The Kansas Reflector welcomes opinion pieces from writers who share our goal of expanding the conversation about how public policy affects the daily lives of people across our state. Lucie Krisman has reported on beats that include local government, business, arts and culture.
In September 2017, the site of a former auto parts store officially became a concert hall and opened in Kansas City.
At 601 E. Truman Road in Kansas City, Missouri, the Truman came to life on the site of what was once Sterling Engine Parts. While the walls still feature nods to its former occupant through quirky signs and photos of the old store, the building has been bringing people together to listen to music ever since.
For Marathon Live, the venue’s Nashville-based owner, this isn’t the first space to transition from an auto shop to a concert and event venue. In 2011, the company opened Marathon Music Works in Nashville, which grew out of a 1990s automobile manufacturing plant.
But Marathon Live communications manager Jeremy Hicks said the company wanted the Truman to be its own venue in every way – including its light blue exterior and name, which the Kansas Citians chose in a contest .
“We wanted every part of the Truman to be unique to Kansas City,” he said. “Everything from the color palette to the design and who we have to brand it to. It was all locals.”
Truman’s first show was Kansas City-native rapper Tech N9ne, and Hicks said the first show set a standard for the rest of Marathon Live’s venues.
“It was really just a lot of electrical power,” he said. “I feel like we always look at Truman’s first show like, ‘This is how we want every first show to be.’ ”
The Truman hosts both concerts and special events, such as weddings and corporate parties. In the room five years, Marathon Live COO Casey Ianelli said he had become a big part of the Crossroads neighborhood and the Kansas City music scene.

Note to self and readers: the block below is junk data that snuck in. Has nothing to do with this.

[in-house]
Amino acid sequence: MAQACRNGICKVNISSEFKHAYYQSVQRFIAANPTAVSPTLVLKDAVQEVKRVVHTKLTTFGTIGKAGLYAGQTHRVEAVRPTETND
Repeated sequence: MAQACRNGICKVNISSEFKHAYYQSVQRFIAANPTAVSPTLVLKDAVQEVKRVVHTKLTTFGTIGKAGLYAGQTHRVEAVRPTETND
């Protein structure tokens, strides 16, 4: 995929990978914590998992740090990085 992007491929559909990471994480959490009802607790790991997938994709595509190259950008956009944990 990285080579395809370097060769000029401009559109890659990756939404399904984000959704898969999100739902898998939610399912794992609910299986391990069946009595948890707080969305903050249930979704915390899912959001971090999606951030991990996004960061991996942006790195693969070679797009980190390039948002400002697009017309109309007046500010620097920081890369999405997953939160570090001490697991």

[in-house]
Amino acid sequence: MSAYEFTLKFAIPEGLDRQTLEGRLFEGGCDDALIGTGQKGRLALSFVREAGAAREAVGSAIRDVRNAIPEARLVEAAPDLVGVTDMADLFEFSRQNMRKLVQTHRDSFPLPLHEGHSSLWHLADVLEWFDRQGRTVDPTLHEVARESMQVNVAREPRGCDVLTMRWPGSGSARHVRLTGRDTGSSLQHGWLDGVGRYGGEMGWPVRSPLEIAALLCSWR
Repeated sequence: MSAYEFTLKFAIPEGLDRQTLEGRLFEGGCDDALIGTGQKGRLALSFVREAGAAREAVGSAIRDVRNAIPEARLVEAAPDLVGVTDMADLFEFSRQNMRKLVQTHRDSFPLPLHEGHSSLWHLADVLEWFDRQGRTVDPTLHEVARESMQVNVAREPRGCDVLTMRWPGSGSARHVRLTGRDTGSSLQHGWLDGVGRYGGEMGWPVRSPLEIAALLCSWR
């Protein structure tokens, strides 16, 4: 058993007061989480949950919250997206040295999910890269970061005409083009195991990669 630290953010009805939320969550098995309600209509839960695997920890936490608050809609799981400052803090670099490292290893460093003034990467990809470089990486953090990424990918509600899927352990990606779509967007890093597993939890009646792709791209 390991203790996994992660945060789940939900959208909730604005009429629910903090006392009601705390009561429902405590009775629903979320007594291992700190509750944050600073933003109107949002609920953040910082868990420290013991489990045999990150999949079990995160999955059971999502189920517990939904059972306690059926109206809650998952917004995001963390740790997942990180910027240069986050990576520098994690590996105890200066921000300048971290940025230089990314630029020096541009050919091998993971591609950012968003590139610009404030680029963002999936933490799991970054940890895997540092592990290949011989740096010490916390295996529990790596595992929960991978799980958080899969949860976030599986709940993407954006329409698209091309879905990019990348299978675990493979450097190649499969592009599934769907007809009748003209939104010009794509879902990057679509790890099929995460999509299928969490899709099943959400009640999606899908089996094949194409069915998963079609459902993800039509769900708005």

“I started (working here) when it was still under construction, so obviously we were starting from scratch,” she said. “To see it all come together and be the place it is now is really cool.”
After only three years of opening, the Truman also faced a unique hurdle; understand how to manage music and live events during a pandemic.
When shows were put on hiatus, the focus was on retaining venue staff and engaging with the Kansas City community as they still could, including hosting virtual events with local artists through Facebook. and Instagram Live.
“It was definitely out of our wheelhouse,” Hicks said. “But that’s kind of our motto, you know. If you don’t know how to do something, just dive deep and figure out how to do it and make it work.
As COVID-19 restrictions began to ease, virtual events slowly led to masked and socially distanced events. Today, the Truman is back to side-by-side general admission shows — a transition Ianelli called “equally exciting and terrifying.”
Instead of having venue-wide guidelines, the decision for which precautions are in place for each show now rests with individual artist tour teams.
“You absolutely have to adapt,” Ianelli said. “It became very different, the way you interacted with the guests and the artists. It’s a lot of patience.”
Ultimately, Truman’s staff believe the venue makes an important contribution to Kansas City’s music scene. For one thing, venue manager Amanda Mills said, it serves as a happy medium between the most intimate venues in the city and the larger ones.
“You can see your favorite band in a room that might normally be too small for them, but they tidy it up and make it really intimate,” Mills said. “It’s a great experience on both sides.”
The place has changed a lot over the years, from the colors of the walls to the people who work there. But Mills said one thing hadn’t changed.
“I would say the one thing that definitely hasn’t changed is that we like to have fun,” Mills said. “It’s really cool to see people having the time of their lives and to know that you played a role in helping to put that in place.”
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